The Other Side Of Real Estate Investment – Livemint – 22-Dec-2014

December 27, 2014 - Uncategorized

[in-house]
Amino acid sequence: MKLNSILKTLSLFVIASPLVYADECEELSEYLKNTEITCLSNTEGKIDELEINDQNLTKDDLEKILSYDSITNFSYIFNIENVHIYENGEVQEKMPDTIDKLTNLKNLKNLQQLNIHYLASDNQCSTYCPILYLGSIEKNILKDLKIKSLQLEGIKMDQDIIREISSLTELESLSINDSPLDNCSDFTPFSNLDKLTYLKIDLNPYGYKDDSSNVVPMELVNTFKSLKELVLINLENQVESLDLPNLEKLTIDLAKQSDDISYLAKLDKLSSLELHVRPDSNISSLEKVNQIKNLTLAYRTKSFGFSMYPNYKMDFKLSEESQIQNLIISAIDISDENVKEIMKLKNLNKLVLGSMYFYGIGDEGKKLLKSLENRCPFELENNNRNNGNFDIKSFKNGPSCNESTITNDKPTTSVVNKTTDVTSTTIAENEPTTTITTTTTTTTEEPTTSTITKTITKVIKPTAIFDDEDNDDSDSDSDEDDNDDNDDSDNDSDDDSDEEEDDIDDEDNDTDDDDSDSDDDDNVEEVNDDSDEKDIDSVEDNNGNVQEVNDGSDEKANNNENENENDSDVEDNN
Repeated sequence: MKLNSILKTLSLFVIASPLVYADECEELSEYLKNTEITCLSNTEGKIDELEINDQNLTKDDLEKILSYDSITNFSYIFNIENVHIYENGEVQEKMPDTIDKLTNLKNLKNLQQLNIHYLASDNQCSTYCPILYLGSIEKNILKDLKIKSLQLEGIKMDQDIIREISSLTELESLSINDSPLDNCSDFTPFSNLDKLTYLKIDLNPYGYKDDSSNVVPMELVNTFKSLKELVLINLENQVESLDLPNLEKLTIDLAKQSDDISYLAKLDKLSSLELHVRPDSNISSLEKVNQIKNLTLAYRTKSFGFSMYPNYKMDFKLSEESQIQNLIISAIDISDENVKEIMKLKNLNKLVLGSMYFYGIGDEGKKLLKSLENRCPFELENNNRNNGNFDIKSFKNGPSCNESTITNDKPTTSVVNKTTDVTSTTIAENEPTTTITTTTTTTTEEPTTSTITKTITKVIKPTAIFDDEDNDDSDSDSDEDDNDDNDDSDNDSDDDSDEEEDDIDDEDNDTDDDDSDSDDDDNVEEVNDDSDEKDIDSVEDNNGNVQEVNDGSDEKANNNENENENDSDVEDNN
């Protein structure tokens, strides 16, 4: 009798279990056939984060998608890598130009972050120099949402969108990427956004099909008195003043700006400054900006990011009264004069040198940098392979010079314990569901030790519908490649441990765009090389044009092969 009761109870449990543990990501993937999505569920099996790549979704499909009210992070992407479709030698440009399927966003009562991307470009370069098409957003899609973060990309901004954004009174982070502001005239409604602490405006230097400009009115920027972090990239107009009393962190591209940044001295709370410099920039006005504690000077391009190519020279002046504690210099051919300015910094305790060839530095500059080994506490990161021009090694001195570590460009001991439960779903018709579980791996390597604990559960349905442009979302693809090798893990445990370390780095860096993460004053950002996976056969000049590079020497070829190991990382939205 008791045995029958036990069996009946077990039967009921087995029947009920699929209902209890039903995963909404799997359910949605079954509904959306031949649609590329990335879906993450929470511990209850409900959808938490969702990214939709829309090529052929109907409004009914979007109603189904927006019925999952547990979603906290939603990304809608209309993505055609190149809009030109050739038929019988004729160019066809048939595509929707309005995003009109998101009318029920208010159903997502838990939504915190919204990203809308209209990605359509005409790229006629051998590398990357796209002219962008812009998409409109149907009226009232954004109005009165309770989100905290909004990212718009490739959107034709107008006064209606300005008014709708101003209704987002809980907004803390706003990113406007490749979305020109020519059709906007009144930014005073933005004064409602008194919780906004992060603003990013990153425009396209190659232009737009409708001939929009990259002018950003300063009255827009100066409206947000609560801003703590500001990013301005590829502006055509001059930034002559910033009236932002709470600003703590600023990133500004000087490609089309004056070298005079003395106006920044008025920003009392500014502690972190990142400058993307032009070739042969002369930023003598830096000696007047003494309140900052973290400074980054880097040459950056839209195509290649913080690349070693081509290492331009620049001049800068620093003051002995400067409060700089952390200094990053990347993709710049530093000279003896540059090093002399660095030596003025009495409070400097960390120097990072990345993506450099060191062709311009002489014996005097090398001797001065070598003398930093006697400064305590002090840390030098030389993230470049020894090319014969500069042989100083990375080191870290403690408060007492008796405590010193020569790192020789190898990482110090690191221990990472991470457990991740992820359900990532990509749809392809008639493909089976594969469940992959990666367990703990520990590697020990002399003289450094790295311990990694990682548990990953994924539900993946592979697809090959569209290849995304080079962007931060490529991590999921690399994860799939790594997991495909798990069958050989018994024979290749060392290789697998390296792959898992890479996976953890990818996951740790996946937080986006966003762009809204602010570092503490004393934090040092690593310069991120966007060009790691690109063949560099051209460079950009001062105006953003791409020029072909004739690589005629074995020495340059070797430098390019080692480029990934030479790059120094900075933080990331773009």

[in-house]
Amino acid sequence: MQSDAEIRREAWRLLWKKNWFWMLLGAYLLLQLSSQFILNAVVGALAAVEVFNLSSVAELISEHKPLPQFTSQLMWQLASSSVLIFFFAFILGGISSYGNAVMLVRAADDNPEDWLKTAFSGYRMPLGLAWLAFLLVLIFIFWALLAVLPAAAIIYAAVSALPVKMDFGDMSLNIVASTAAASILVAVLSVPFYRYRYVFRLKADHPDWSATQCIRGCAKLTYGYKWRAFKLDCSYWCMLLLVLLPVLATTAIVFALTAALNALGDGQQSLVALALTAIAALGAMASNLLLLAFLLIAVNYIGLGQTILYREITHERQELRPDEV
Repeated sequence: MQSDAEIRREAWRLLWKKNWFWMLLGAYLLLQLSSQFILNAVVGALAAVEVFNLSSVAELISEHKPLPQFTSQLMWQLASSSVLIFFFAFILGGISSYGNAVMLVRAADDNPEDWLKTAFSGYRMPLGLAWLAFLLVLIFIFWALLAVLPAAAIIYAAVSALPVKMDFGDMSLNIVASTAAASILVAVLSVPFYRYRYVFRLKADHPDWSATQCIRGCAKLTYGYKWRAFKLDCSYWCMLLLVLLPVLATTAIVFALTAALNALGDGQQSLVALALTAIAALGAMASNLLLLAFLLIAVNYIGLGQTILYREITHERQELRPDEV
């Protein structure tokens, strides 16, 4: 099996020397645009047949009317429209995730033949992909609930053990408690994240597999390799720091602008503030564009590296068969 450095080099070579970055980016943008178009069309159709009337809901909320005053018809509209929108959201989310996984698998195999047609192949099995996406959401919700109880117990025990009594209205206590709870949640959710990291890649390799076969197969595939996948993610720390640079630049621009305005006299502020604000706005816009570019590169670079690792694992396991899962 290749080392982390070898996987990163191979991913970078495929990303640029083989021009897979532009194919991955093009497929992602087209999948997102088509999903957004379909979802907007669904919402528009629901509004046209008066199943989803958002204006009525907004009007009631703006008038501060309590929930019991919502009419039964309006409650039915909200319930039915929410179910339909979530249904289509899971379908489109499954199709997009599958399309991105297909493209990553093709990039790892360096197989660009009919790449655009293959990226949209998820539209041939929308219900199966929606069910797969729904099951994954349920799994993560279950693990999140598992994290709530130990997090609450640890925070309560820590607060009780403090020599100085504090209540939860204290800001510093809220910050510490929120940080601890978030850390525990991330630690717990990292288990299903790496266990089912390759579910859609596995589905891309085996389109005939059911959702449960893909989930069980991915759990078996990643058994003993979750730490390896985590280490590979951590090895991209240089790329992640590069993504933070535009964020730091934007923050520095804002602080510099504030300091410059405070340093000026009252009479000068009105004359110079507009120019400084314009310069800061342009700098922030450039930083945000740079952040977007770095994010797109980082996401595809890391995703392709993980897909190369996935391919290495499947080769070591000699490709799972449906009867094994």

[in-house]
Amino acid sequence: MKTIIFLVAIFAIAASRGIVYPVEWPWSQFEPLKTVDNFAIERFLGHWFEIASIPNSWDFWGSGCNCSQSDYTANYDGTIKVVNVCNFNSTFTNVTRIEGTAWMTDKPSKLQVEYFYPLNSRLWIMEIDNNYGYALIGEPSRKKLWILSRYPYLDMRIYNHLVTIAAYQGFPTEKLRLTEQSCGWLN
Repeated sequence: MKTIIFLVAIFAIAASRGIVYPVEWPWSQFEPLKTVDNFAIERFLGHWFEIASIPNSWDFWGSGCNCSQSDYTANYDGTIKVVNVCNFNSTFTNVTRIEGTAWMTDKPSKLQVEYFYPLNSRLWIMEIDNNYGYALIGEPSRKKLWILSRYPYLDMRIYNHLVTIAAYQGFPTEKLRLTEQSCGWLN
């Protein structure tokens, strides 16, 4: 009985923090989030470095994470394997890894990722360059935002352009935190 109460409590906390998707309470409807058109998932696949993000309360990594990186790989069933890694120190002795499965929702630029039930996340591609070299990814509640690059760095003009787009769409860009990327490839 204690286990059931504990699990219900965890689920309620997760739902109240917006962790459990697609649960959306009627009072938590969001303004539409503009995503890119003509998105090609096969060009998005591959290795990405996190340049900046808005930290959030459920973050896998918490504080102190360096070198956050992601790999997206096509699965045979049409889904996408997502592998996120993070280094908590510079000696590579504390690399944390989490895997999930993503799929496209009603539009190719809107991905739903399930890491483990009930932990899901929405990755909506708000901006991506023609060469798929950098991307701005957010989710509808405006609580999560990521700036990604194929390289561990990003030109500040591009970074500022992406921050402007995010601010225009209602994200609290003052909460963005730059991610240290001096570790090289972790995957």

Stories abound about wealth created on the back of real estate investments. It is one investment that is seen as providing income, appreciation in value and stability. And to top it all, there are tax benefits. Given all these, you have to contend with the risk of looking foolish if you did not invest in real estate. Not that it ever required too much persuasion to get anyone to invest in it. We are so conditioned to see only the appreciation in value that we overlook the drawbacks. The outcome then is that many portfolios become real estate heavy. And in our comfort with this asset class, we ignore others that may be better suited to our needs. Are we looking at all aspects of real estate investments when we make a decision to put all our funds there? Read on to find out the harm (and some good) we may be doing ourselves. The good The good in real estate investments is the role it can play as a hedge against the vagaries of stock and bond markets. This is because the performance of real estate and other traditional asset classes such as stocks or bonds don’t always move in the same direction. It lends stability to the returns from your overall portfolio even when other investments are performing poorly. But to get that benefit, you need other investments in your portfolio. Not real estate alone. Else your returns will go up when real estate is doing well and fall when there is a downturn, without a cushion from other investments. Real estate investments provide appreciation in value over time, along with income in the form of rentals. If you have selected the right property, and made the investment at the right time, you are on the right track to earn good inflation-adjusted returns. All of this make a very strong case for adding the asset class to your portfolio. But how much of your portfolio should be in real estate is a decision that you should take only after you look at the drawbacks too. “It mainly depends on your risk profile. For instance, if you are an individual with moderate risk appetite, 18% of your portfolio can be in real estate assets,” said Ravi Malani, director, wealth and investment management, Barclays Securities (India) Pvt. Ltd. The bad and the ugly Location and timing risk: Not all real estate properties have the same potential to generate rental income or appreciation in value. This depends on many factors such as location, potential in the area for development and demand and supply of dwelling units in the area. For example, homes near good schools always command a higher rental than other areas. Your returns from the investment will depend on the skill with which you have selected the property after evaluating all the factors, and timing of the purchase. Again, if you bought the property when the prices had already peaked, there is a good chance that you will see a correction in prices and have to wait longer for your investment to show profits. “Real estate is all about location. In a particular city, you may see price rise in one area and a correction in another. This can be due to multiple factors such as infrastructure and demand and supply. An individual looking to buy a property for end use will see it from a long-term perspective. Ideally, you should not time the market. But if real estate is for investment purpose, it is all about timing,” said Binaifer Jehani, director, Crisil Research. Concentration risk: How many properties are you likely to hold even if you had an all-real estate portfolio? Given that each would be of a large value, not too many. This means a large chunk of your portfolio value is concentrated here. If a property is selected wrongly and performs poorly in terms of rentals or capital appreciation, the impact on your overall portfolio returns will be high. Returns from real estate are cyclical, i.e., they go through highs and lows depending on how well the economy is doing. Your portfolio return is likely to go through these swings in the absence of other assets to stabilize it. Un-diversifiable risks: Sensitivity to interest rate movements and economic conditions affect all real estate investments across the board. It is not a risk that can be removed from your portfolio, even if you hold different types of property spread geographically. When the economy is doing well and income and earnings are good, real estate thrives. When interest rates go up, funds become costly, which affects demand and, therefore dampens the value of real estate investments. So, there may be periods when returns are high, and when returns nosedive. If you hold much of your investments in real estate, the returns will follow these cycles without the benefit of other types of investments to balance it out. Low liquidity: This is the primary drawback of real estate investments. Converting the asset to cash takes time, and you cannot depend on real estate to meet an immediate requirement for funds. It is difficult to quickly find a buyer willing to buy the property at a fair price. Then there are also legal procedures associated with selling property which makes it time consuming. Also, the transactions costs associated with selling are high, and this reduces the realized value from the sale. Even if your need is for a small amount, you may have to dispose off the entire property. While it is easy to take a loan against the property to the extent required, all loans come at a cost and take some time to be disbursed. Despite holding the investment, you may have to incur cost to realise some portion of its value and you may not even get it in time. “It’s illiquid because the quantum is large. Generally, when an individual looks to buy a property, she will take her own time to investigate, analyze and conclude the deal. Similarly, it takes time to get a buyer too. Property is mostly bought for long-term and personal use. So, it becomes even more difficult to get a buyer who will like your property and be willing to pay a huge amount immediately,” said Surya Bhatia, a Delhi-based financial planner. Holding costs: The cost of maintaining real estate can be high. There is maintenance, property taxes, brokerage, repairs, and other costs to be met. There can also be periods when the property is vacant and not earning rent. Apart from the monetary aspects, there are issues of managing the property. Remotely managing it is inconvenient and may require arrangements with a local agency. Just as there are many stories of real estate investing successes, there are an equal number of stories of investments lost due to illegal occupation and other disputes. Investment management: If an equity investment performs poorly, you would exit and invest in shares with good prospects. There is adequate information available that allows you to evaluate and take a view on its expected performance. Evaluating your real estate investment is difficult since there is very little organized or authentic information available. Switching from a poorly performing real estate investment and investing in other properties have costs and taxes associated with it. More often than not, you end up just holding what you have bought and rarely make rebalancing decisions since it is not easy. Real estate investments are subject to valuation risks both at the time of purchase and sale. There is no established way of determining the right price. There is a lot of price manipulation and very few regulatory checks and balances. You would typically go by property values and rental incomes in the locality as the value of your property too. Since two properties are seldom similar in all aspects, you may not get the same value. Depending on the urgency of the sale and the cycle through which property prices are going, the realized value may be very different from the high that the property has seen in the past and what you expected. Real estate is unregulated to a great extent with little transparency on pricing and transactions. Most real estate investments are leveraged, where a large loan is used to finance it. Till the loan is paid off, your income must be adequate to meet the loan repayment. The repayment may be affected if the loan repayment obligation goes up with an increase in interest rates or if there is a risk to your income. Default in repayment can lead to the asset being repossessed by the lender. The recently approved real estate investment trusts (REITs) are an alternate way to invest. The investment ticket size is lower, valuations are relatively transparent, the fund is professionally managed, and entry or exit is easier. But REIT is a financial product, comes with fund manager risk, and availability is still low in India. Before you make any new investment, consider your existing portfolio and how the new investment will contribute to your goals and needs. The same holds good for real estate too. Don’t let the disadvantages of real estate investments discourage you. It is a vital component of all portfolios. But it should be included in moderation for the benefits of diversification, stability and inflation-hedged returns.